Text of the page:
Coito: The California Supreme Court's Key Ruling on Protection of Witness Statements

Coito:  The California Supreme Court's Key Ruling on Protection of Witness Statements Thumb


Witness statements at issue, in a wrongful death action against the State of California arising from the drowning of a 13-year-old boy, were audio recordings of state investigators’ interviews with the decedents’ companions at the time of the incident.  Attorneys from the California Department of Justice hired investigators and provided them with questions to ask the witnesses. Plaintiffs asked the state to produce the recorded interviews and the names and addresses of the witnesses.  The State sought, and was granted protection from disclosure on the grounds that the information was attorney work product.  The appellate court reversed and the Supreme Court granted review. 

The California Supreme Court’s unanimous decision in Coito v. Superior Court analyzed the work product doctrine from a historical perspective and widely cited the US Supreme Court’s ruling in Hickman v. Taylor, supporting policies underlying the protection of attorneys’ work product privilege, and emphasizing, “it is essential that a lawyer work with a certain degree of privacy, free from unnecessary intrusion by opposing parties and their counsel.”  The Coito court also noted that the doctrine is designed “to prevent an attorney from free-riding on the industry and efforts of opposing counsel.”  The Court concluded that absolute protection is provided to writings reflecting “an attorney’s impressions, conclusions, opinions, or legal research or theories,” and “witness statements obtained through an attorney-directed interview,” are at least entitled to qualified protection, if not absolute protection.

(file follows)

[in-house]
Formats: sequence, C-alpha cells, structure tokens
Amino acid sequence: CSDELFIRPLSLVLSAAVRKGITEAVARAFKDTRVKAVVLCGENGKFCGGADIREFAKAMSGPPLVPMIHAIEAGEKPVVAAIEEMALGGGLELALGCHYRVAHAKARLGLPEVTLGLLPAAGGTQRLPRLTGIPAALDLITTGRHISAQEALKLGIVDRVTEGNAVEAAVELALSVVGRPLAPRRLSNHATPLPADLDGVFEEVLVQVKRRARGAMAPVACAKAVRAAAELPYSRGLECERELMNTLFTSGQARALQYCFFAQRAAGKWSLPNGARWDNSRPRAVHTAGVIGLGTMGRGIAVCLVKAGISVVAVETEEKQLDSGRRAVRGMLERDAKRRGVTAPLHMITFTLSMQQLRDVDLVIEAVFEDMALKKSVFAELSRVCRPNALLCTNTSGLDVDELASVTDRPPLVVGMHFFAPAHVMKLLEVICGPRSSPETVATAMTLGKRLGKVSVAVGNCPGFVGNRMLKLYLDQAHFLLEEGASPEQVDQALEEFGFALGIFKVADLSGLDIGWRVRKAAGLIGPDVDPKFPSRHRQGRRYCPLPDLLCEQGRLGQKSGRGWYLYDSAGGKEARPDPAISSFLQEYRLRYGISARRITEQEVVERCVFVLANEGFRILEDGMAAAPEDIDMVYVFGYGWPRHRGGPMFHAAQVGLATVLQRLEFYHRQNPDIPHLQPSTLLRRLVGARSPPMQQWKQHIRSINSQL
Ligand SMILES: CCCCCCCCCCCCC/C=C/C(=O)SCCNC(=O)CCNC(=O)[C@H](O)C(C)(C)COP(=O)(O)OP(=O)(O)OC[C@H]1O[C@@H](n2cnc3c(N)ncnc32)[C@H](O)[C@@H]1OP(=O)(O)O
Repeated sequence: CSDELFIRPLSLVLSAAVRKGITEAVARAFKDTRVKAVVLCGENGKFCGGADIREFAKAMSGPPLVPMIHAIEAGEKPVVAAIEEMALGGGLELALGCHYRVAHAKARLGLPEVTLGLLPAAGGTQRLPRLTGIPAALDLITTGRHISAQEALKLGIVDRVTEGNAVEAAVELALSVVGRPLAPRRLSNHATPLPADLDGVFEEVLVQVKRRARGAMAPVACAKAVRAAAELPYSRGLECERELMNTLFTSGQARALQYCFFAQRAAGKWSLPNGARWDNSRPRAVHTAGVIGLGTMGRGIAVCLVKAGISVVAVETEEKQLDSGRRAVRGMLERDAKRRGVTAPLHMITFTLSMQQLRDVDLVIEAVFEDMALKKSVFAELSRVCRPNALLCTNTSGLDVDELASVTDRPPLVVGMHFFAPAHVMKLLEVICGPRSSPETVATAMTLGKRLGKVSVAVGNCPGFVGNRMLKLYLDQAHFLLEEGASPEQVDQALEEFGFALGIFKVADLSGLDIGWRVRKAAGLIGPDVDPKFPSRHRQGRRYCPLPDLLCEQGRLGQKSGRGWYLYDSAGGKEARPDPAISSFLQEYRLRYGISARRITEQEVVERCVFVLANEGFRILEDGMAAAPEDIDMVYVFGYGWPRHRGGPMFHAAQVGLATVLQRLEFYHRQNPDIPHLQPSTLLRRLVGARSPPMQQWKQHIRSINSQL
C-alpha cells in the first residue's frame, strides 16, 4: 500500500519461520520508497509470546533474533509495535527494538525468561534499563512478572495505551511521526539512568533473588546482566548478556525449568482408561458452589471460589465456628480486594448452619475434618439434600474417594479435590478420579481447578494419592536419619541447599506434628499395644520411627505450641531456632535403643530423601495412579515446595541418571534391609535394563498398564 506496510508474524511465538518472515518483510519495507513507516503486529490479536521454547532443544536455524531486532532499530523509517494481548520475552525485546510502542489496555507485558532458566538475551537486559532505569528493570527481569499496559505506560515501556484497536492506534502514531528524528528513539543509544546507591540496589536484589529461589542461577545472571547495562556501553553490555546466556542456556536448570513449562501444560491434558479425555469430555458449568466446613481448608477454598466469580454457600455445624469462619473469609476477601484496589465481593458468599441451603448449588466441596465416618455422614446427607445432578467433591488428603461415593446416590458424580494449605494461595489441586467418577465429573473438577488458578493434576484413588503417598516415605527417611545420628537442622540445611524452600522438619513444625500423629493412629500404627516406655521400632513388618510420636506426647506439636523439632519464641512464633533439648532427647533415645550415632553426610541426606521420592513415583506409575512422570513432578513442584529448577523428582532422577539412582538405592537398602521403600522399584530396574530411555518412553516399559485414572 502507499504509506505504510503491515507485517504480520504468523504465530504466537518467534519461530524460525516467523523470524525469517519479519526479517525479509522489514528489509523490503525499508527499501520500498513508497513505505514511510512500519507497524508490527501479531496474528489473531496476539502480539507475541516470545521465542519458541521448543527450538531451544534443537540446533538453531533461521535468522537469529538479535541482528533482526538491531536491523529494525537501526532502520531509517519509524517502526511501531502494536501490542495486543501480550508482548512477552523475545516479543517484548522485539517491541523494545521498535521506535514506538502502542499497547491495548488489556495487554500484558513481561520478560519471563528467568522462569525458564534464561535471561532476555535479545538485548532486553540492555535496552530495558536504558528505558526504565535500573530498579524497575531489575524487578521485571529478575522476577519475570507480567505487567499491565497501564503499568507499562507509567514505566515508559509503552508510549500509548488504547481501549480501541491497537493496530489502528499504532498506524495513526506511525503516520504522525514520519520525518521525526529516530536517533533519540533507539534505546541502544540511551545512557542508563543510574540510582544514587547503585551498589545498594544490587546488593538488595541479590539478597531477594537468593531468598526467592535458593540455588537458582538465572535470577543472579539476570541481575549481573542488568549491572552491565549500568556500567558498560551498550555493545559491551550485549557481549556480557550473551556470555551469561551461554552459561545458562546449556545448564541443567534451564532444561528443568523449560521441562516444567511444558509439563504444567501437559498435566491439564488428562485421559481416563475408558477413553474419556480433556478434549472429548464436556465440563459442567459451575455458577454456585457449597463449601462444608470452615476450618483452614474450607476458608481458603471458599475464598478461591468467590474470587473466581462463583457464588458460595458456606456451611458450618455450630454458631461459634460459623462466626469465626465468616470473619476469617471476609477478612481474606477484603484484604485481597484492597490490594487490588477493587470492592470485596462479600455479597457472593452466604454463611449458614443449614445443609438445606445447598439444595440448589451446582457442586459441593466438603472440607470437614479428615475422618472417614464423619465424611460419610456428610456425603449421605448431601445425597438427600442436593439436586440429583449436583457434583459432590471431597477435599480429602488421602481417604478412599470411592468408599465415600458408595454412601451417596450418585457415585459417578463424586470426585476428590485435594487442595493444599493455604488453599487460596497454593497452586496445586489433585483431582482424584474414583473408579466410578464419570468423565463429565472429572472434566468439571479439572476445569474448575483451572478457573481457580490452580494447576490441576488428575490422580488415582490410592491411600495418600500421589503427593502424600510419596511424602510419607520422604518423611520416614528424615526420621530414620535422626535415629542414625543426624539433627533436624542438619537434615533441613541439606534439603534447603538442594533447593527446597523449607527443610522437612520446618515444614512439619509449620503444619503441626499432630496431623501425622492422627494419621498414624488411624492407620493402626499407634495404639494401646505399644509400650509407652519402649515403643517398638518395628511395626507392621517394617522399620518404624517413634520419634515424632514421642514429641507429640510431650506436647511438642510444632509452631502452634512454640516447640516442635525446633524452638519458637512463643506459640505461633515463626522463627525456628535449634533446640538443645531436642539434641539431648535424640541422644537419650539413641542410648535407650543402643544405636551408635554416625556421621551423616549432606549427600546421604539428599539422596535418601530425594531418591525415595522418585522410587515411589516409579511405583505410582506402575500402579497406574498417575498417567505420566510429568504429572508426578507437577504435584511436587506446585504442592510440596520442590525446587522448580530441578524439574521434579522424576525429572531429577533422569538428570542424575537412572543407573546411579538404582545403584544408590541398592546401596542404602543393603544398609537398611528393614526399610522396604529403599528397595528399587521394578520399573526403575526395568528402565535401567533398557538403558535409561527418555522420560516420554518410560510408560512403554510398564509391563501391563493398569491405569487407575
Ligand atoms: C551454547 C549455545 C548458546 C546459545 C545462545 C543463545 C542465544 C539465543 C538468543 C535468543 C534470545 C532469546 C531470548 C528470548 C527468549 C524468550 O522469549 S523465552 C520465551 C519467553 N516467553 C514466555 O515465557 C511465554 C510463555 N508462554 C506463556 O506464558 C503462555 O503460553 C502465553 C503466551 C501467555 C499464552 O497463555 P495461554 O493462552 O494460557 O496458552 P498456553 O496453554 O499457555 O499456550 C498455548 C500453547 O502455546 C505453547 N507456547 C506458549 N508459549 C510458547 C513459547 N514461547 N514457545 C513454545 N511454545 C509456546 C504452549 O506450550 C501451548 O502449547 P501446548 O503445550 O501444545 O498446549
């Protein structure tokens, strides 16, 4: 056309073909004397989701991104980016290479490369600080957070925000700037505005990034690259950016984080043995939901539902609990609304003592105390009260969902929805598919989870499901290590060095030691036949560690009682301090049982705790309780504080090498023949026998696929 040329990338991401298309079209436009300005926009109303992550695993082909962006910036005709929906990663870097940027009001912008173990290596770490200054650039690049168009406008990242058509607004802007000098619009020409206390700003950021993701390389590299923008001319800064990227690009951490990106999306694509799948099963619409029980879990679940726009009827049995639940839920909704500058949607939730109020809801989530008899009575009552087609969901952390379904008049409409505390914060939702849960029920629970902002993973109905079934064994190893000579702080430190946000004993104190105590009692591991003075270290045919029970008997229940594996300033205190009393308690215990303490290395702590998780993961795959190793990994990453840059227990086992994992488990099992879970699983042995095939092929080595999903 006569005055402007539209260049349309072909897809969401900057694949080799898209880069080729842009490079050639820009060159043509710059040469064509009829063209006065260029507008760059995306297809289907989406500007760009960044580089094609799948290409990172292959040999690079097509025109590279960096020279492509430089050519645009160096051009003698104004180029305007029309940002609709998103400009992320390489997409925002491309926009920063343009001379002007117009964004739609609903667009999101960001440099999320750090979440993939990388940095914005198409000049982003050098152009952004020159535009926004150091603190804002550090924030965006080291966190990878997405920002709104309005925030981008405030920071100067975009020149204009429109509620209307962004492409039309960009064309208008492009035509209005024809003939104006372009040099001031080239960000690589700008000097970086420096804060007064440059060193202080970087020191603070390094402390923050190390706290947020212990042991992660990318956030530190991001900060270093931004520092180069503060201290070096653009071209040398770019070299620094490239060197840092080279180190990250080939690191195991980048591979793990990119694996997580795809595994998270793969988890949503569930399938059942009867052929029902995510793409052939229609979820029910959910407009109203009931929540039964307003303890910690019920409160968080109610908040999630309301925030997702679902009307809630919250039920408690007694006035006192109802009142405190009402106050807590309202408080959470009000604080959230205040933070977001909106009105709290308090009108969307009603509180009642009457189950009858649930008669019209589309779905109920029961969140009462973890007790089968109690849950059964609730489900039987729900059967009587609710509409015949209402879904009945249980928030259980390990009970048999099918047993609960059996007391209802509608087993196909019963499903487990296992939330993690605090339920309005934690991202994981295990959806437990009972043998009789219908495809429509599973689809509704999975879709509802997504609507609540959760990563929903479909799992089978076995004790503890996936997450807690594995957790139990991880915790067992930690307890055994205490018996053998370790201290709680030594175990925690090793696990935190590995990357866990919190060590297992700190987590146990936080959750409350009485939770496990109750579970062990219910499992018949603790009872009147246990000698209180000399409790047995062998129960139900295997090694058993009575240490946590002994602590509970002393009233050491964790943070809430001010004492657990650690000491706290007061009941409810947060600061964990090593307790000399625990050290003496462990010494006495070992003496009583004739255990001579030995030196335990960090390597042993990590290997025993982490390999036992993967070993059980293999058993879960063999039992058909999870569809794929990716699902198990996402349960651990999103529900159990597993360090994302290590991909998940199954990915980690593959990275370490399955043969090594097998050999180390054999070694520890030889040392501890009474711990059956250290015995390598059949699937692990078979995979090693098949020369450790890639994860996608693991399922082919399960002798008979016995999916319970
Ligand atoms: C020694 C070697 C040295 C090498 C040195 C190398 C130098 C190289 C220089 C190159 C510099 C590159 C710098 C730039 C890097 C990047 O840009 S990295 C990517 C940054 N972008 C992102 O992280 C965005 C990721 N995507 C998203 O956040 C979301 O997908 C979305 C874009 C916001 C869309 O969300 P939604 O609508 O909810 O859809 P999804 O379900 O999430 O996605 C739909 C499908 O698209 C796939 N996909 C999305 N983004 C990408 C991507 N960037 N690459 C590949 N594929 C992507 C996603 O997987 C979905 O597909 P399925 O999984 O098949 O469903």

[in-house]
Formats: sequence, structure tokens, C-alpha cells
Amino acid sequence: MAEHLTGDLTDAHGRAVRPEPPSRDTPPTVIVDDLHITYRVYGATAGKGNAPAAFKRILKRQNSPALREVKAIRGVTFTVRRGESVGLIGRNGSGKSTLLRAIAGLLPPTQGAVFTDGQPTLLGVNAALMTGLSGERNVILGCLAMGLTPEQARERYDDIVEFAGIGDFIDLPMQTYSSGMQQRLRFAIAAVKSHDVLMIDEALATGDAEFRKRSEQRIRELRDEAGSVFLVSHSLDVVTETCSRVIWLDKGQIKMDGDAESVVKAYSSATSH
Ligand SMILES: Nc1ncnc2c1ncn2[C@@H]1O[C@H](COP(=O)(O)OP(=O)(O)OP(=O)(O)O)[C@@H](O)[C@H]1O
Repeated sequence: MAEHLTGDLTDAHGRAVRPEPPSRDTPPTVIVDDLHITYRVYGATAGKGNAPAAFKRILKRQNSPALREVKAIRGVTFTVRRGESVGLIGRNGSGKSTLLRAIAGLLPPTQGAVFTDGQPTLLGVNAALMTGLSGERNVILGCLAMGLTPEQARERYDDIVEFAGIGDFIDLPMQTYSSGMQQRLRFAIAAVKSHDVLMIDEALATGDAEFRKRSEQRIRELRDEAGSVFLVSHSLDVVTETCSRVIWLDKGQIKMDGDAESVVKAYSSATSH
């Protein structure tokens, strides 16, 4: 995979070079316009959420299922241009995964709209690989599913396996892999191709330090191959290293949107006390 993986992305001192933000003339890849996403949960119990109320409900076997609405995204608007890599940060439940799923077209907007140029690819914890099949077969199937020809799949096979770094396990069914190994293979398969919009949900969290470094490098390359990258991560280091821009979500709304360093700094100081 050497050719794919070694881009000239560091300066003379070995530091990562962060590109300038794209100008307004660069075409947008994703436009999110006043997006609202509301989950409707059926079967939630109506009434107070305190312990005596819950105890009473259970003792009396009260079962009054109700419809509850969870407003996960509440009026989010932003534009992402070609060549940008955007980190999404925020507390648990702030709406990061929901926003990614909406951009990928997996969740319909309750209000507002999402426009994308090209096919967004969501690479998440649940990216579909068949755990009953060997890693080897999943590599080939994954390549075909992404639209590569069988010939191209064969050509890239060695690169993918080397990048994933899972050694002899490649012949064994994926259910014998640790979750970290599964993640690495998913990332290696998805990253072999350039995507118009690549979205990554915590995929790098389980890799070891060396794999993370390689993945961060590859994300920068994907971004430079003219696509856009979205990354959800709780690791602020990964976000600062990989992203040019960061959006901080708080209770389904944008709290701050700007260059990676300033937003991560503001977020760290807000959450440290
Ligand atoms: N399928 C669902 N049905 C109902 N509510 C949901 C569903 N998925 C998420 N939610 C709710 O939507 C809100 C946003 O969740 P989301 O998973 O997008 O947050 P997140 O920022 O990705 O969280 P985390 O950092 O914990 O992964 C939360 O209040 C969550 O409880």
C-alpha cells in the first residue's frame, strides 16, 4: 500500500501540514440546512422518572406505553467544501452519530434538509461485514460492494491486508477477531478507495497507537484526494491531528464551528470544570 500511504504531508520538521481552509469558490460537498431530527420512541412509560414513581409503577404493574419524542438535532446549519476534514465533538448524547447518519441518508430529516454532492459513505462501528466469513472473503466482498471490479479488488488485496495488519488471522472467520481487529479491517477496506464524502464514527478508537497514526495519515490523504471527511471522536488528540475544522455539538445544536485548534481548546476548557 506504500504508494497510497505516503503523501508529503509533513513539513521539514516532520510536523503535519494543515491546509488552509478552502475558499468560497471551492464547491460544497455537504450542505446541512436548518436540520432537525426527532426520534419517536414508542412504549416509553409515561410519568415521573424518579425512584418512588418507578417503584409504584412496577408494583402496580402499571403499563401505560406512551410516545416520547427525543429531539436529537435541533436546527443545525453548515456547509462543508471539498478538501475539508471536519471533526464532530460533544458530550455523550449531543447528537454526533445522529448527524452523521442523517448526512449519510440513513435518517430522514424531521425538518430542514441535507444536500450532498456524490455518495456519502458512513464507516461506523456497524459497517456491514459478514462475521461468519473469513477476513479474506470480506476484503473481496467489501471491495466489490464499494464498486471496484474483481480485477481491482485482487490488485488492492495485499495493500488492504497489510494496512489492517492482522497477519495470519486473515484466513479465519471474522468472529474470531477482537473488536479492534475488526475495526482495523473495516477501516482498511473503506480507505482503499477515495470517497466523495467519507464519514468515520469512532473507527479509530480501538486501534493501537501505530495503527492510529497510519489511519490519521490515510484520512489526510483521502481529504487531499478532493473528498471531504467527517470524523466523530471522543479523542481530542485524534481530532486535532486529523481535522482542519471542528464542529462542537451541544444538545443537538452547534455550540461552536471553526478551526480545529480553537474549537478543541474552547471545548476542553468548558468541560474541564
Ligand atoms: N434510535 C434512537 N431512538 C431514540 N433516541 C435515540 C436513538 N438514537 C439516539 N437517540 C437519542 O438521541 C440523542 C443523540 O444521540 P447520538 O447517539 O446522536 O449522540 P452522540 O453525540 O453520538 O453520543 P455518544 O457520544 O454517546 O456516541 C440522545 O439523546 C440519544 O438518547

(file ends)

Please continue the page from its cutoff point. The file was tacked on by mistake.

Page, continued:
The ruling in Coito provides reinforcement for the attorney work product doctrine and facilitates protection of attorney-directed internal investigations and statements from independent witnesses that reflect the attorney’s mental impressions, strategies, and legal theories.  If legal counsel carefully directs and designs investigations, the content and existence of witness interviews and statements may be protected. 

Feb 02, 2015